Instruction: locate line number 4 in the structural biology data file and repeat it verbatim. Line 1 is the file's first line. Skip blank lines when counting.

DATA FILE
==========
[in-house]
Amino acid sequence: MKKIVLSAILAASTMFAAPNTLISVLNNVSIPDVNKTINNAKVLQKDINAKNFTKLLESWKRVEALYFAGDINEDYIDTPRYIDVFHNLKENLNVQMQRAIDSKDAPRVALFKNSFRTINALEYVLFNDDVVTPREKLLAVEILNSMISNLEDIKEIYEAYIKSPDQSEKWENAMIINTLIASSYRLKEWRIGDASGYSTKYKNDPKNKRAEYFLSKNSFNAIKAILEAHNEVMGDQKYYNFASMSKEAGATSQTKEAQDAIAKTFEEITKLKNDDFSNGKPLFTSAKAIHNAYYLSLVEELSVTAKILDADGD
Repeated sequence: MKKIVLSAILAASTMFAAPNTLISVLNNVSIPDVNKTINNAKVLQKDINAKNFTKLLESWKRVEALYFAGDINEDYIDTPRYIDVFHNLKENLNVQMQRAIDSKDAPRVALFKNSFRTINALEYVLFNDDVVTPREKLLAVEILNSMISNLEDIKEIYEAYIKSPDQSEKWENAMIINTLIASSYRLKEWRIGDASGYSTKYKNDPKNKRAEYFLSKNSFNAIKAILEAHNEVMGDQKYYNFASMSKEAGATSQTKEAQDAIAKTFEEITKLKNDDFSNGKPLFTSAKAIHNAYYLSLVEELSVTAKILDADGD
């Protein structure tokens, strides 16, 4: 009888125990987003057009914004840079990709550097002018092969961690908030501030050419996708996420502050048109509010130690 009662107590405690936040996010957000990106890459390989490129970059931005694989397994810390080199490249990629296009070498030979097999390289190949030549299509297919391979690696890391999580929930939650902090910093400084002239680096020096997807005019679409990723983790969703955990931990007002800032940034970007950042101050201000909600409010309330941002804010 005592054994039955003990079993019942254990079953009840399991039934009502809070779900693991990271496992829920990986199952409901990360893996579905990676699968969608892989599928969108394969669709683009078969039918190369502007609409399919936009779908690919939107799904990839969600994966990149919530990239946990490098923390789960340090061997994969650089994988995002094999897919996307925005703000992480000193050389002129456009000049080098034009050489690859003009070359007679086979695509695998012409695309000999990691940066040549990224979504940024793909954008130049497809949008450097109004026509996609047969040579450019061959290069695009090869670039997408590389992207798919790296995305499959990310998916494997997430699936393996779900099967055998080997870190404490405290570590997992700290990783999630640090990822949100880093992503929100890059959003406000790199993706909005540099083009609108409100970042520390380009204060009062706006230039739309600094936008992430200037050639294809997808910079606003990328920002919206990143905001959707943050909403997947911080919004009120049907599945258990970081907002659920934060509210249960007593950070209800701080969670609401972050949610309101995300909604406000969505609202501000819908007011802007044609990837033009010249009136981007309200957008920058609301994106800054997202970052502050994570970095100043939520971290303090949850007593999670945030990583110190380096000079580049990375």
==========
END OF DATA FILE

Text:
């Protein structure tokens, strides 16, 4: 009888125990987003057009914004840079990709550097002018092969961690908030501030050419996708996420502050048109509010130690 009662107590405690936040996010957000990106890459390989490129970059931005694989397994810390080199490249990629296009070498030979097999390289190949030549299509297919391979690696890391999580929930939650902090910093400084002239680096020096997807005019679409990723983790969703955990931990007002800032940034970007950042101050201000909600409010309330941002804010 005592054994039955003990079993019942254990079953009840399991039934009502809070779900693991990271496992829920990986199952409901990360893996579905990676699968969608892989599928969108394969669709683009078969039918190369502007609409399919936009779908690919939107799904990839969600994966990149919530990239946990490098923390789960340090061997994969650089994988995002094999897919996307925005703000992480000193050389002129456009000049080098034009050489690859003009070359007679086979695509695998012409695309000999990691940066040549990224979504940024793909954008130049497809949008450097109004026509996609047969040579450019061959290069695009090869670039997408590389992207798919790296995305499959990310998916494997997430699936393996779900099967055998080997870190404490405290570590997992700290990783999630640090990822949100880093992503929100890059959003406000790199993706909005540099083009609108409100970042520390380009204060009062706006230039739309600094936008992430200037050639294809997808910079606003990328920002919206990143905001959707943050909403997947911080919004009120049907599945258990970081907002659920934060509210249960007593950070209800701080969670609401972050949610309101995300909604406000969505609202501000819908007011802007044609990837033009010249009136981007309200957008920058609301994106800054997202970052502050994570970095100043939520971290303090949850007593999670945030990583110190380096000079580049990375």